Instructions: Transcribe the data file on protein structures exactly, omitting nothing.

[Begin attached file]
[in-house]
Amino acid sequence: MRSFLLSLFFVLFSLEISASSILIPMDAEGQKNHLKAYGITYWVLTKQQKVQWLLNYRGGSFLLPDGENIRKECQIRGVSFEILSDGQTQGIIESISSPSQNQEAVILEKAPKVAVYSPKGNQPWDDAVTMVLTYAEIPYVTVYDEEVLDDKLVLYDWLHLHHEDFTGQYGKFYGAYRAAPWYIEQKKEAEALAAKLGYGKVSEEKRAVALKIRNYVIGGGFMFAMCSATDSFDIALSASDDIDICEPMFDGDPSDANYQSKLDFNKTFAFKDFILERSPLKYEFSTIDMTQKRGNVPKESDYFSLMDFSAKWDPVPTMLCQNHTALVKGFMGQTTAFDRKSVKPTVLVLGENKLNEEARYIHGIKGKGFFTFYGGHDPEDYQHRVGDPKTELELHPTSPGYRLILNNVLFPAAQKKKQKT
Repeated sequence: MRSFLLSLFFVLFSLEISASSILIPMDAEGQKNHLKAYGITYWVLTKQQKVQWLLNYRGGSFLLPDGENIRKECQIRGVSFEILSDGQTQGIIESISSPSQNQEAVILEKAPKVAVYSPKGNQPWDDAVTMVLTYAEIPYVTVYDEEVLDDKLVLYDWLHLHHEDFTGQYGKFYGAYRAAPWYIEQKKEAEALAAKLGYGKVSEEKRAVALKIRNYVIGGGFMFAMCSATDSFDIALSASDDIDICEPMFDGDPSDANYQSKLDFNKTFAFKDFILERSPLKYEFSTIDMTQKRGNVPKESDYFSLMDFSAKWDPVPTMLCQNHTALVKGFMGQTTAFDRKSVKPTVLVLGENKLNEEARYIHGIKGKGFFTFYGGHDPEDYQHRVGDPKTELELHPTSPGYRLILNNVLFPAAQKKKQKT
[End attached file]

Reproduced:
[in-house]
Amino acid sequence: MRSFLLSLFFVLFSLEISASSILIPMDAEGQKNHLKAYGITYWVLTKQQKVQWLLNYRGGSFLLPDGENIRKECQIRGVSFEILSDGQTQGIIESISSPSQNQEAVILEKAPKVAVYSPKGNQPWDDAVTMVLTYAEIPYVTVYDEEVLDDKLVLYDWLHLHHEDFTGQYGKFYGAYRAAPWYIEQKKEAEALAAKLGYGKVSEEKRAVALKIRNYVIGGGFMFAMCSATDSFDIALSASDDIDICEPMFDGDPSDANYQSKLDFNKTFAFKDFILERSPLKYEFSTIDMTQKRGNVPKESDYFSLMDFSAKWDPVPTMLCQNHTALVKGFMGQTTAFDRKSVKPTVLVLGENKLNEEARYIHGIKGKGFFTFYGGHDPEDYQHRVGDPKTELELHPTSPGYRLILNNVLFPAAQKKKQKT
Repeated sequence: MRSFLLSLFFVLFSLEISASSILIPMDAEGQKNHLKAYGITYWVLTKQQKVQWLLNYRGGSFLLPDGENIRKECQIRGVSFEILSDGQTQGIIESISSPSQNQEAVILEKAPKVAVYSPKGNQPWDDAVTMVLTYAEIPYVTVYDEEVLDDKLVLYDWLHLHHEDFTGQYGKFYGAYRAAPWYIEQKKEAEALAAKLGYGKVSEEKRAVALKIRNYVIGGGFMFAMCSATDSFDIALSASDDIDICEPMFDGDPSDANYQSKLDFNKTFAFKDFILERSPLKYEFSTIDMTQKRGNVPKESDYFSLMDFSAKWDPVPTMLCQNHTALVKGFMGQTTAFDRKSVKPTVLVLGENKLNEEARYIHGIKGKGFFTFYGGHDPEDYQHRVGDPKTELELHPTSPGYRLILNNVLFPAAQKKKQKT